The Maritime History of the Great Lakes
Wave Crest (Schooner), C83413, aground, 21 Nov 1880


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The WAVE CREST scuttled-The GUELPH adrift with frozen sails- the rescue of the crew
Special despatch to the Palladium. Toronto Nov. 22, --Saturday about noon nine large schooners were in sight off this harbor, all working up the lake. The wind was southwest on the south shore, blowing hard and a heavy sea, and was west of the north shore. About 4 o'clock the schooner, WAVE CREST, Capt. Taylor had her jibs blown away, and the captain knowing there was no harbor that he could run into drawing ten feet, decided he would put into Frenchman's Bay, rather than run his chances of going to the foot of the lake. He succeeded in getting to the piers withing about a length of his schooner. As the sea was running high and he was pounding badly, he scuttled her. She is now lying easy, and if the weather moderates she will be lightened. She has three hundred tons of coal consigned to P. Burns of Toronto. Capt. Sylvester, the owner, is here and says he considered the WAVE CREST was lucky to get where she is. The schooner GUELPH, class A 2 nineteen thousand bushels capacity, was more unfortunate than the WAVE CREST. She succeeded in working up as far as Toronto Island, and Capt. Uglow says he was in good hopes of getting into Toronto about dark, when the gale increased and his whole head gear was carried away. Nothing remained for him to do but to put about and run back, as all his sails were frozen. He let go his anchor off Port Union, where he lay very nicely for a time, and till the chain parted. Not being able to put sail on, the schooner drifted to Frenchman's Bay. The captain tried hard to make the piers, but could not. The schooner fetched up about a half mile from the east pier. The crew remained on board all night. At daylight Capt. McCourt of the schooner JOHN WESLEY, Capt. O' Brien of the scow BROTHERS, Capt. A. Hiltz of the Schooner BELLE and George Moore got the boat off the WAVE CREST and made two trips to the GUELPH. The sea was very high. Capt Uglow was the last to leave his ship. About four miles west there is another large schooner at anchor, supposed- to be the QUEEN OF THE LAKES, and there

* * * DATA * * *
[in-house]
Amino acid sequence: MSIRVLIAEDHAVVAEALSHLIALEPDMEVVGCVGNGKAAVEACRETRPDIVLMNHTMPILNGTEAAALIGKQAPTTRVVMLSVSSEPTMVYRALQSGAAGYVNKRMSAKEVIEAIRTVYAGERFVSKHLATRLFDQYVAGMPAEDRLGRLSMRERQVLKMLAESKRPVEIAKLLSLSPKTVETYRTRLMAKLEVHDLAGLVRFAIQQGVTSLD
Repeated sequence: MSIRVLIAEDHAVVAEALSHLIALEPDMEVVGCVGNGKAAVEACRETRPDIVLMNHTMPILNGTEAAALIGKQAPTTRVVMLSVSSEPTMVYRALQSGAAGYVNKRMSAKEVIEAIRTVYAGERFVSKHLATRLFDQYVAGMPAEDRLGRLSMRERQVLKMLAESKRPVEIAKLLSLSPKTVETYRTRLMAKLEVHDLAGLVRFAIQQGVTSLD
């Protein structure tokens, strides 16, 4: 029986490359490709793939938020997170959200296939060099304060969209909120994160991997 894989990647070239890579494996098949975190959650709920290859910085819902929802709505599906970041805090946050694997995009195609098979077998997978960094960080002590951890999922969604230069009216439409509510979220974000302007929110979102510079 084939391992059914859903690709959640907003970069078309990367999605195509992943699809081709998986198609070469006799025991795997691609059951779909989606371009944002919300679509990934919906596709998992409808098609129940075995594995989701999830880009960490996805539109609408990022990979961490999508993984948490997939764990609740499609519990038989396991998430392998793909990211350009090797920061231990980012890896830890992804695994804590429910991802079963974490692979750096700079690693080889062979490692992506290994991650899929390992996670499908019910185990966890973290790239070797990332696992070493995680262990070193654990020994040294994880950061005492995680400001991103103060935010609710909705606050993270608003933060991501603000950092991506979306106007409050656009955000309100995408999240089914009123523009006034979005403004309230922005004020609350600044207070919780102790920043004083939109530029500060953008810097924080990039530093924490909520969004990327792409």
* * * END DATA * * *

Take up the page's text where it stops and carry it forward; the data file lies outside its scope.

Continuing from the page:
is still another further West. What these sailors are suffering and have been suffering during the last forty hours. No one can tell .
      Oswego Palladum
      Tuesday, November 23, 1880


Schooner WAVE CREST. Official Canada No. 83413. oF 182 tons register. Built Brockville, Ont., 1867. Home port, Port Hope, Ont. 110.0 x 22.5 x 9.7. Owned by R.C. Smith of Port Hope, Ont.
      List of Vessels on the Registry Books of the
      Dominion of Canada on December 31, 1898
     


Media Type:
Text
Newspaper
Item Type:
Clippings
Notes:
Reason: aground
Lives: nil
Freight: coal
Remarks: Got off
Date of Original:
1880
Subject(s):
Local identifier:
McN.W.23664
Language of Item:
English
Donor:
William R. McNeil
Copyright Statement:
Copyright status unknown. Responsibility for determining the copyright status and any use rests exclusively with the user.
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Wave Crest (Schooner), C83413, aground, 21 Nov 1880